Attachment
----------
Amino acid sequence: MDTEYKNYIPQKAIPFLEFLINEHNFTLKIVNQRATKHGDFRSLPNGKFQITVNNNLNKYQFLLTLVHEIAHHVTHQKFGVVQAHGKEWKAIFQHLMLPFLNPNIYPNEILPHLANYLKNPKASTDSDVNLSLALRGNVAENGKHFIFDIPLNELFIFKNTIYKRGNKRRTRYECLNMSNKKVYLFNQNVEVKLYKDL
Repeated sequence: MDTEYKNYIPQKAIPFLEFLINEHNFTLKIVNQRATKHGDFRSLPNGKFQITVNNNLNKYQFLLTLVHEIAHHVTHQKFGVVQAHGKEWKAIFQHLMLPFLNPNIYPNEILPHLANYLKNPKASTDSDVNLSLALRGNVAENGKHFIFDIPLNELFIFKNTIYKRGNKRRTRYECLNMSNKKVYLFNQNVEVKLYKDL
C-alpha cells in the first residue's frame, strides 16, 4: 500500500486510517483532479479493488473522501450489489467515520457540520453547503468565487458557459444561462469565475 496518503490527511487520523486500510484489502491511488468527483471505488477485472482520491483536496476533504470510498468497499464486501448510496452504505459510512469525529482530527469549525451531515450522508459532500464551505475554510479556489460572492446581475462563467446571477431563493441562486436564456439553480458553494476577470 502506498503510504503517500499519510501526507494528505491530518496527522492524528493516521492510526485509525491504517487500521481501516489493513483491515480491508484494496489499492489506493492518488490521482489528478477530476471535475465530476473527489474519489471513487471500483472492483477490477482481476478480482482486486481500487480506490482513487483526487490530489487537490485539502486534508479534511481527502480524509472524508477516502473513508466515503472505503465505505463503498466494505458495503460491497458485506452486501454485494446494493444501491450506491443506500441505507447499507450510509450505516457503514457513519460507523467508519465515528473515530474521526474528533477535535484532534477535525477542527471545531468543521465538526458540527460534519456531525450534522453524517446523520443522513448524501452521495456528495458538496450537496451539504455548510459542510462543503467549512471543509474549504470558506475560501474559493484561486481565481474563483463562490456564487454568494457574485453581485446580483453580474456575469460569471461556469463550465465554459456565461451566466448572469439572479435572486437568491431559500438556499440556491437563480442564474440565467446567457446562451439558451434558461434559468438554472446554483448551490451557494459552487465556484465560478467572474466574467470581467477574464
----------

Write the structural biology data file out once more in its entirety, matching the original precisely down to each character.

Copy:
Amino acid sequence: MDTEYKNYIPQKAIPFLEFLINEHNFTLKIVNQRATKHGDFRSLPNGKFQITVNNNLNKYQFLLTLVHEIAHHVTHQKFGVVQAHGKEWKAIFQHLMLPFLNPNIYPNEILPHLANYLKNPKASTDSDVNLSLALRGNVAENGKHFIFDIPLNELFIFKNTIYKRGNKRRTRYECLNMSNKKVYLFNQNVEVKLYKDL
Repeated sequence: MDTEYKNYIPQKAIPFLEFLINEHNFTLKIVNQRATKHGDFRSLPNGKFQITVNNNLNKYQFLLTLVHEIAHHVTHQKFGVVQAHGKEWKAIFQHLMLPFLNPNIYPNEILPHLANYLKNPKASTDSDVNLSLALRGNVAENGKHFIFDIPLNELFIFKNTIYKRGNKRRTRYECLNMSNKKVYLFNQNVEVKLYKDL
C-alpha cells in the first residue's frame, strides 16, 4: 500500500486510517483532479479493488473522501450489489467515520457540520453547503468565487458557459444561462469565475 496518503490527511487520523486500510484489502491511488468527483471505488477485472482520491483536496476533504470510498468497499464486501448510496452504505459510512469525529482530527469549525451531515450522508459532500464551505475554510479556489460572492446581475462563467446571477431563493441562486436564456439553480458553494476577470 502506498503510504503517500499519510501526507494528505491530518496527522492524528493516521492510526485509525491504517487500521481501516489493513483491515480491508484494496489499492489506493492518488490521482489528478477530476471535475465530476473527489474519489471513487471500483472492483477490477482481476478480482482486486481500487480506490482513487483526487490530489487537490485539502486534508479534511481527502480524509472524508477516502473513508466515503472505503465505505463503498466494505458495503460491497458485506452486501454485494446494493444501491450506491443506500441505507447499507450510509450505516457503514457513519460507523467508519465515528473515530474521526474528533477535535484532534477535525477542527471545531468543521465538526458540527460534519456531525450534522453524517446523520443522513448524501452521495456528495458538496450537496451539504455548510459542510462543503467549512471543509474549504470558506475560501474559493484561486481565481474563483463562490456564487454568494457574485453581485446580483453580474456575469460569471461556469463550465465554459456565461451566466448572469439572479435572486437568491431559500438556499440556491437563480442564474440565467446567457446562451439558451434558461434559468438554472446554483448551490451557494459552487465556484465560478467572474466574467470581467477574464